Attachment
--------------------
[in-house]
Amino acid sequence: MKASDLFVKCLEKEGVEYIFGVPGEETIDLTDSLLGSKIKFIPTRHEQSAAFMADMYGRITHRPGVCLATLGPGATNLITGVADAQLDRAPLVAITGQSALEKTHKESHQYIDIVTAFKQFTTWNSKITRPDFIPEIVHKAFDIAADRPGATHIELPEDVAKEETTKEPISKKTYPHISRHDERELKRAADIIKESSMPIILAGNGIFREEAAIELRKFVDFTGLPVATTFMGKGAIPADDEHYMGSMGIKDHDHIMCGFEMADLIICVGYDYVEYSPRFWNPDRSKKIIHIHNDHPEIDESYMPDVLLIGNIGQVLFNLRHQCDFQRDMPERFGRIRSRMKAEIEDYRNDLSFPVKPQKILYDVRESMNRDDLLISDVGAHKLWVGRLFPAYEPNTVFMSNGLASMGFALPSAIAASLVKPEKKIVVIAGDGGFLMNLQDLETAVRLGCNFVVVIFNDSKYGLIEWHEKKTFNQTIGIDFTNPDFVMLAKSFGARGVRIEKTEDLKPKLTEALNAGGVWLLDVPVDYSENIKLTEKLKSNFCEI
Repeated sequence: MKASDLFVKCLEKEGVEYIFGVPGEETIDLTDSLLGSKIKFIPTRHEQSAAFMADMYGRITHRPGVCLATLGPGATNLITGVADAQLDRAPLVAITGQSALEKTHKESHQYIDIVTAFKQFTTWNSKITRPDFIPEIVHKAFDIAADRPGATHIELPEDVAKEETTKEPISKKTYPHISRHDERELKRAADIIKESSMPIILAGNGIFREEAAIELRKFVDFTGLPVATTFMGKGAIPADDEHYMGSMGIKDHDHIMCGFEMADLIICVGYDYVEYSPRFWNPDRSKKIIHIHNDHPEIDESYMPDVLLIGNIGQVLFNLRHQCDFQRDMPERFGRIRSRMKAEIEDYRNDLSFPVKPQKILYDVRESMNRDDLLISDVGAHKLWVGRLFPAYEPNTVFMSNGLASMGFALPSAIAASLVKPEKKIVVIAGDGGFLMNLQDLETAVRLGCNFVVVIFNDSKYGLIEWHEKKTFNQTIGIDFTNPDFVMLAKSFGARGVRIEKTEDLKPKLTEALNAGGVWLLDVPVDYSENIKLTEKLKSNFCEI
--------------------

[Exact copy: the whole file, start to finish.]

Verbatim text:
[in-house]
Amino acid sequence: MKASDLFVKCLEKEGVEYIFGVPGEETIDLTDSLLGSKIKFIPTRHEQSAAFMADMYGRITHRPGVCLATLGPGATNLITGVADAQLDRAPLVAITGQSALEKTHKESHQYIDIVTAFKQFTTWNSKITRPDFIPEIVHKAFDIAADRPGATHIELPEDVAKEETTKEPISKKTYPHISRHDERELKRAADIIKESSMPIILAGNGIFREEAAIELRKFVDFTGLPVATTFMGKGAIPADDEHYMGSMGIKDHDHIMCGFEMADLIICVGYDYVEYSPRFWNPDRSKKIIHIHNDHPEIDESYMPDVLLIGNIGQVLFNLRHQCDFQRDMPERFGRIRSRMKAEIEDYRNDLSFPVKPQKILYDVRESMNRDDLLISDVGAHKLWVGRLFPAYEPNTVFMSNGLASMGFALPSAIAASLVKPEKKIVVIAGDGGFLMNLQDLETAVRLGCNFVVVIFNDSKYGLIEWHEKKTFNQTIGIDFTNPDFVMLAKSFGARGVRIEKTEDLKPKLTEALNAGGVWLLDVPVDYSENIKLTEKLKSNFCEI
Repeated sequence: MKASDLFVKCLEKEGVEYIFGVPGEETIDLTDSLLGSKIKFIPTRHEQSAAFMADMYGRITHRPGVCLATLGPGATNLITGVADAQLDRAPLVAITGQSALEKTHKESHQYIDIVTAFKQFTTWNSKITRPDFIPEIVHKAFDIAADRPGATHIELPEDVAKEETTKEPISKKTYPHISRHDERELKRAADIIKESSMPIILAGNGIFREEAAIELRKFVDFTGLPVATTFMGKGAIPADDEHYMGSMGIKDHDHIMCGFEMADLIICVGYDYVEYSPRFWNPDRSKKIIHIHNDHPEIDESYMPDVLLIGNIGQVLFNLRHQCDFQRDMPERFGRIRSRMKAEIEDYRNDLSFPVKPQKILYDVRESMNRDDLLISDVGAHKLWVGRLFPAYEPNTVFMSNGLASMGFALPSAIAASLVKPEKKIVVIAGDGGFLMNLQDLETAVRLGCNFVVVIFNDSKYGLIEWHEKKTFNQTIGIDFTNPDFVMLAKSFGARGVRIEKTEDLKPKLTEALNAGGVWLLDVPVDYSENIKLTEKLKSNFCEI